Queer activists plan week of mourning for COVID-19 victims
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As the world passes the grim milestone of 1 million COVID-19 deaths — one-fifth of them in the United States — activists are moving beyond the statistics to the people affected by planning a week of mourning for the victims.
Kristin Urquiza, a bisexual San Francisco woman who lost her father to COVID-19 and became nationally recognized after speaking at this year's Democratic National Convention, is joining forces with longtime gay activist Cleve Jones, the founder of the AIDS Memorial Quilt, to put together the week of mourning from October 4-11.
Urquiza lost her 65-year-old father, Mark, to COVID-19 on June 30. In an obituary for him, Urquiza cast blame on politicians who refused to "acknowledge the severity of this crisis."
It was then that the 39-year-old resident of the Richmond district was contacted via Twitter by "someone with the Democratic National Committee," she told the Bay Area Reporter.
"I did research and saw they were very connected with [Democratic presidential nominee] Vice President Joe Biden," she said. "That began a conversation to see if it'd be a good fit for me to share my story as part of the convention."
During her speech, Urquiza discussed how her father, who lived in Arizona, regretted trusting President Donald Trump — who has admitted to downplaying the threat posed by COVID-19 — after he contracted the virus.
"My dad was a healthy 65-year-old," she said in her remarks. "His only pre-existing condition was trusting Donald Trump — and for that he paid with his life."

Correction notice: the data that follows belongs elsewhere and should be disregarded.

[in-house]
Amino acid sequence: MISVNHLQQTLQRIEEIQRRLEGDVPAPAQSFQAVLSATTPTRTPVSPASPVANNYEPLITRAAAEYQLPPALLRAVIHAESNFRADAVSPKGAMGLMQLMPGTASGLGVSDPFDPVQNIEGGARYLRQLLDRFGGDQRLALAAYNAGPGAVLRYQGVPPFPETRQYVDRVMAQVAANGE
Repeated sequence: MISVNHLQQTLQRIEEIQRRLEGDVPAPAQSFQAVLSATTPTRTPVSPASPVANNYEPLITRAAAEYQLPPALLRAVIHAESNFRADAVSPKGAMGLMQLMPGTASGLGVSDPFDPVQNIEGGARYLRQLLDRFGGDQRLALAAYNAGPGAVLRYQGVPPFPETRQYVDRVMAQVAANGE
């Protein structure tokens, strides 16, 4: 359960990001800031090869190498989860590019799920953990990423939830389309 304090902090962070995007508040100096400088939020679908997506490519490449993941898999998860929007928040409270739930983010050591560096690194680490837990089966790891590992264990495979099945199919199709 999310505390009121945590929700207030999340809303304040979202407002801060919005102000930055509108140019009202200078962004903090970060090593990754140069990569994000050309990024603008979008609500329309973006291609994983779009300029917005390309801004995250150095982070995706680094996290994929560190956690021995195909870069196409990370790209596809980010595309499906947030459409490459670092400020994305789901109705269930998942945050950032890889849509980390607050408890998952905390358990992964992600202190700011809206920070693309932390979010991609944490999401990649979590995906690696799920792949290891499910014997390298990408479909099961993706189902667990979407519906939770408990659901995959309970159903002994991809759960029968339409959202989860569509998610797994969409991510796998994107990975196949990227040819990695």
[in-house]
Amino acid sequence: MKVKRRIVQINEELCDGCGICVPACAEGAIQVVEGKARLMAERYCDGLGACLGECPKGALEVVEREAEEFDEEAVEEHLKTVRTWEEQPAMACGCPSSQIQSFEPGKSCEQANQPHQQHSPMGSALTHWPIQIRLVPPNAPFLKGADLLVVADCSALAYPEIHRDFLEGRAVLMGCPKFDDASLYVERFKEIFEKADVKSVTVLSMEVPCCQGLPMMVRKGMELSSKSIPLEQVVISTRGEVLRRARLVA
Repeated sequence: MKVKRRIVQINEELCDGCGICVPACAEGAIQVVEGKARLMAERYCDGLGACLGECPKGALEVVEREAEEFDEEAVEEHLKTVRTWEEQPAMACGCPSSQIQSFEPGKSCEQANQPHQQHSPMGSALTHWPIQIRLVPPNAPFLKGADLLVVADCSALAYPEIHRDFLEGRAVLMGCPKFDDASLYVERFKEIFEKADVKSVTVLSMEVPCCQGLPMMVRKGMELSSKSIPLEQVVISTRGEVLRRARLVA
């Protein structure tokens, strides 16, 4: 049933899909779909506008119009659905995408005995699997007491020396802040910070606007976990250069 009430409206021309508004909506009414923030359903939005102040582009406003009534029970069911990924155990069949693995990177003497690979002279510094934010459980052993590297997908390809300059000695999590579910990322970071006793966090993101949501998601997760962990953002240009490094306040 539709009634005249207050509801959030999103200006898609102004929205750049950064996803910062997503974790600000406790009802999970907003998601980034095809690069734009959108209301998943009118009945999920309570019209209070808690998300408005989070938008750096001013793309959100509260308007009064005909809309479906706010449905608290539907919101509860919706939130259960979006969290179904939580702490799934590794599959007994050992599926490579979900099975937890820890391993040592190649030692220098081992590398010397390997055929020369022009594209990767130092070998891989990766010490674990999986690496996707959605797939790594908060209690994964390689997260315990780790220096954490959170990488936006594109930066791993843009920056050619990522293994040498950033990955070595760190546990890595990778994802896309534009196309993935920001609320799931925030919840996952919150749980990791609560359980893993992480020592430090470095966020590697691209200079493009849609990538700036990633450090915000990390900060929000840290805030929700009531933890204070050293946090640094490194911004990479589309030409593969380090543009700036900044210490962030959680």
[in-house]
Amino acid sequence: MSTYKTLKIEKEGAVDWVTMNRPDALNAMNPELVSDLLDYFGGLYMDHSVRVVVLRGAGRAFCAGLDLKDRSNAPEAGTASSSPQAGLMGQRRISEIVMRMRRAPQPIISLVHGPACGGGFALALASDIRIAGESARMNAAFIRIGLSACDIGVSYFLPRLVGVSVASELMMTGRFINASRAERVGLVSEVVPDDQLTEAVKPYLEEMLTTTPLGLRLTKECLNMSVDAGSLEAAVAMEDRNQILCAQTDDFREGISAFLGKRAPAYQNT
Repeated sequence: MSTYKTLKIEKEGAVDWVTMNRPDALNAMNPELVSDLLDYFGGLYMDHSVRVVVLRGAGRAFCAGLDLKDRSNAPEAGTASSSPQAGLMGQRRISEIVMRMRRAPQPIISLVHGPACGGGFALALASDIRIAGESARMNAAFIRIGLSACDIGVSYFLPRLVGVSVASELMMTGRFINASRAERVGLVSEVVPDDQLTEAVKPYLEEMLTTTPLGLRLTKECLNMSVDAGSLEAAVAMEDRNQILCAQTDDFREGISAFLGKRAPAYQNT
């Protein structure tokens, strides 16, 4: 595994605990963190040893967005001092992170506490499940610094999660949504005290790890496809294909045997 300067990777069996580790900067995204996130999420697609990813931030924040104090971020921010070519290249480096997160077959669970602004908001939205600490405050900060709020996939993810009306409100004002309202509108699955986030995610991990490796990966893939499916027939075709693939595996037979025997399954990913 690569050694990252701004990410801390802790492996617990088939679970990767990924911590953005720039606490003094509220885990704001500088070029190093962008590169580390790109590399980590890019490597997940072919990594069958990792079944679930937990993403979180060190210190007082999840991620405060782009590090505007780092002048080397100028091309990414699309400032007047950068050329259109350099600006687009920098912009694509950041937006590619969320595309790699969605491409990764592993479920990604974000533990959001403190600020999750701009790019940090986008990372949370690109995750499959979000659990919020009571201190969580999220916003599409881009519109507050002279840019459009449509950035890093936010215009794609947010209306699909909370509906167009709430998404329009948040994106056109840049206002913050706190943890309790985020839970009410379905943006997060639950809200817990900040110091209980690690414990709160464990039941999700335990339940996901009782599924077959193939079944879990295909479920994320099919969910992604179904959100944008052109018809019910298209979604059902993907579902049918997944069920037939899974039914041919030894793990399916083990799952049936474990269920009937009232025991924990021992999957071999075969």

Jones, 65, was watching the convention that night.
"I was very moved," he told the B.A.R. "I'm from Phoenix and this woman's story about her dad made me want to reach out to her, so I made calls to friends of mine in Arizona to say how moved I was by her."
To Jones' surprise, Urquiza "follows me on Facebook, is queer, and lives in San Francisco."
When Jones was evacuated from his Guerneville home due to wildfires in August, he and Urquiza arranged to meet at the AIDS Memorial Grove in Golden Gate Park.
Jones and Urquiza decided to plan a special time for people to mourn COVID-19's victims, which grew to a week of mourning when they found similar efforts were already underway planned for early October.
The week of mourning will begin in Washington, D.C. October 4 with an art installation on the National Mall, according to Urquiza.
"Over the course of the week we will be hosting a virtual event at 9 a.m. Pacific daily, mirroring what's done at the 9/11 Memorial," Urquiza said, referring to victims of that tragedy. "We will read a selection of names and highlight a number of the folks who have passed."
This event will coincide with a number of virtual and in-person events across the country, a map of which is available online.
The week will end October 11 with a funeral procession and vigil at 5 p.m. at San Francisco's Ocean Beach.
Both Urquiza and Jones said that the physical distancing required to contain the spread of COVID-19 has robbed people of the usual methods of mourning.
"We've had an incredible catastrophe," Urquiza said. "I hope this gives people a tiny bit of space to start their grieving process and have that outlet of mourning."
Jones compared the changes in mourning to what happened to many victims of the AIDS epidemic — the similarities to and contrasts with the COVID-19 pandemic were a major feature of his discussion with Urquiza at the grove, he said.